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investor clinic

If an exchange-traded fund owns units in another ETF in the same fund family, do you pay the management expense ratio twice – i.e., once for the ETF you own and then again for the MER of the ETF held within the first ETF?

For example, if XYZ has an MER of 0.5 per cent and XYZ, in turn, holds ABC, which has an MER of 0.3 per cent, does the 0.5 per cent I pay for XYZ cover the MER for ABC as well or do I also pay the 0.3 per cent on top?

ETF, MER, ABC, XYZ – that's a lot of letters. Fortunately, the answer is simple: No, you don't pay two layers of MERs. You would pay only the 0.5 per cent charged by the first fund, and not the 0.3 per cent charged by the second fund.

The three ETF providers I contacted – iShares, Claymore Investments and Bank of Montreal – all said they don't double-dip on expenses. Securities laws prohibit ETFs and mutual funds from charging twice, said Som Seif, president of Claymore.

"This is critical as there is a growth of fund-of-fund products in the market," he said. "We have been trying to properly make this clear on our website and information. We have disclosure on this on each website for each fund that does hold another ETF."

For example, the Claymore Global Monthly Advantaged Dividend ETF has an MER of 0.83 per cent, which represents the percentage of the fund's assets used for management, administrative, marketing and other expenses (but not trading costs). The fund comprises two ETFs managed by Claymore's U.S. affiliate, and each of the underlying funds charges its own fees, but a Canadian investor would still pay no more than 0.83 per cent in expenses, Mr. Seif said.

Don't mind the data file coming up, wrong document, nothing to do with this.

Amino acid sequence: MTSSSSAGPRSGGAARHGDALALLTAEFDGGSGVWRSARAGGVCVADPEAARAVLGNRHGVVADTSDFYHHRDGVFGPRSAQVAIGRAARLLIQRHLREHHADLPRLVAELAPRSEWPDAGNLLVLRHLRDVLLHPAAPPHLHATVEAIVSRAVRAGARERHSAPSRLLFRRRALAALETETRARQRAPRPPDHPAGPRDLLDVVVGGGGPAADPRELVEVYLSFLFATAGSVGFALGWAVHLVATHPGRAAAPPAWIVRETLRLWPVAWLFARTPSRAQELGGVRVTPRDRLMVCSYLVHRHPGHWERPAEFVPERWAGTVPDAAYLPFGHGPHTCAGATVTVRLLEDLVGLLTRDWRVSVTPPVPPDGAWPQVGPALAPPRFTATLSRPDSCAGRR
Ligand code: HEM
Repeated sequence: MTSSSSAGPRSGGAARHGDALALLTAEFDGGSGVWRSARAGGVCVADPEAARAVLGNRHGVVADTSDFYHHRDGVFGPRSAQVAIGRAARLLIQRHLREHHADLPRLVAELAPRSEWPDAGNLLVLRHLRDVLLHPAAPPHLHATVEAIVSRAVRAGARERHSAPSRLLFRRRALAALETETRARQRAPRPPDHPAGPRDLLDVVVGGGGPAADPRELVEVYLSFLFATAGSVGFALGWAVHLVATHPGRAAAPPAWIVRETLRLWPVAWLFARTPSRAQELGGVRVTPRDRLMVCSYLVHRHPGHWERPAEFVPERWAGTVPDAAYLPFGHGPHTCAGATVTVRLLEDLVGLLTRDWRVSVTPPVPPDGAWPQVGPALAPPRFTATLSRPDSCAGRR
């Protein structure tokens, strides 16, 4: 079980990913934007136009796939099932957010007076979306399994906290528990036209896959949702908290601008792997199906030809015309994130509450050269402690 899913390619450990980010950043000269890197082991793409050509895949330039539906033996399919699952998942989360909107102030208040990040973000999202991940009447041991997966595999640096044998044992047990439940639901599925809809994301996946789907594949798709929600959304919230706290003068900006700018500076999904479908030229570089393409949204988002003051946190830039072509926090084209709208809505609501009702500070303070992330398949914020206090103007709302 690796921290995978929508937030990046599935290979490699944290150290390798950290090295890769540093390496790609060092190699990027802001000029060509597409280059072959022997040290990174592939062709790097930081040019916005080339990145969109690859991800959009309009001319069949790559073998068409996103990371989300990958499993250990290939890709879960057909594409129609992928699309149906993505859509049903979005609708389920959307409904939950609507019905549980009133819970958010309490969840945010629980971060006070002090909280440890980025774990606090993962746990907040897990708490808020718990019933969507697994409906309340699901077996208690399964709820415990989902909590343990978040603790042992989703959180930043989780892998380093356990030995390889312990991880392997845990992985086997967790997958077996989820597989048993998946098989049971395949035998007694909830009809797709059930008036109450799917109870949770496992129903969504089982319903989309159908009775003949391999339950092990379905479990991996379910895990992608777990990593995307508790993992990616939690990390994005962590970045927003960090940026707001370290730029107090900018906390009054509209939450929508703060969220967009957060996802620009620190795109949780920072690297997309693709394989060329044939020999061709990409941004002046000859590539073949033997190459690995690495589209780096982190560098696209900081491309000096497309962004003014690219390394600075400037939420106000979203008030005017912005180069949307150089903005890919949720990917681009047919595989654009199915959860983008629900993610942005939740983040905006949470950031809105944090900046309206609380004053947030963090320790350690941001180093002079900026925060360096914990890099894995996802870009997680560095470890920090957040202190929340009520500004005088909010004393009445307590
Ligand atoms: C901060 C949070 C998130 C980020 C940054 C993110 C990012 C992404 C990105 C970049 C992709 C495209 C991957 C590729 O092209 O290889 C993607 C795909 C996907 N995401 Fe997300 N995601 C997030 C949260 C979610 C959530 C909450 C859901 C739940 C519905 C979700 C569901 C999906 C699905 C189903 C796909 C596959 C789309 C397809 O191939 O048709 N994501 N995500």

Oliver McMahon, director of product management for iShares Canada, said investors are "only charged once with iShares, and I'm not aware of any exceptions to this statement with other firms' products."

As an example, he pointed to the iShares Diversified Monthly Income Fund , which invests in nine other iShares ETFs. An investor pays only a single management fee of 0.55 per cent, plus HST, for an estimated MER in 2011 of about 0.62 per cent.

It's worth noting, however, that the MER of an ETF could be higher than the MERs of the underlying funds. A case in point is the Claymore Balanced Income CorePortfolio, which invests in a basket of 10 ETFs that have a weighted average MER of about 0.5 per cent. The Balanced Income CorePortfolio's MER's is higher, at 0.71 per cent, reflecting an additional management fee of 0.25 per cent that Claymore charges for "asset allocation."

But the fact remains: The investor pays the listed MER of 0.71 per cent, and is not charged a second time on the underlying MERs.

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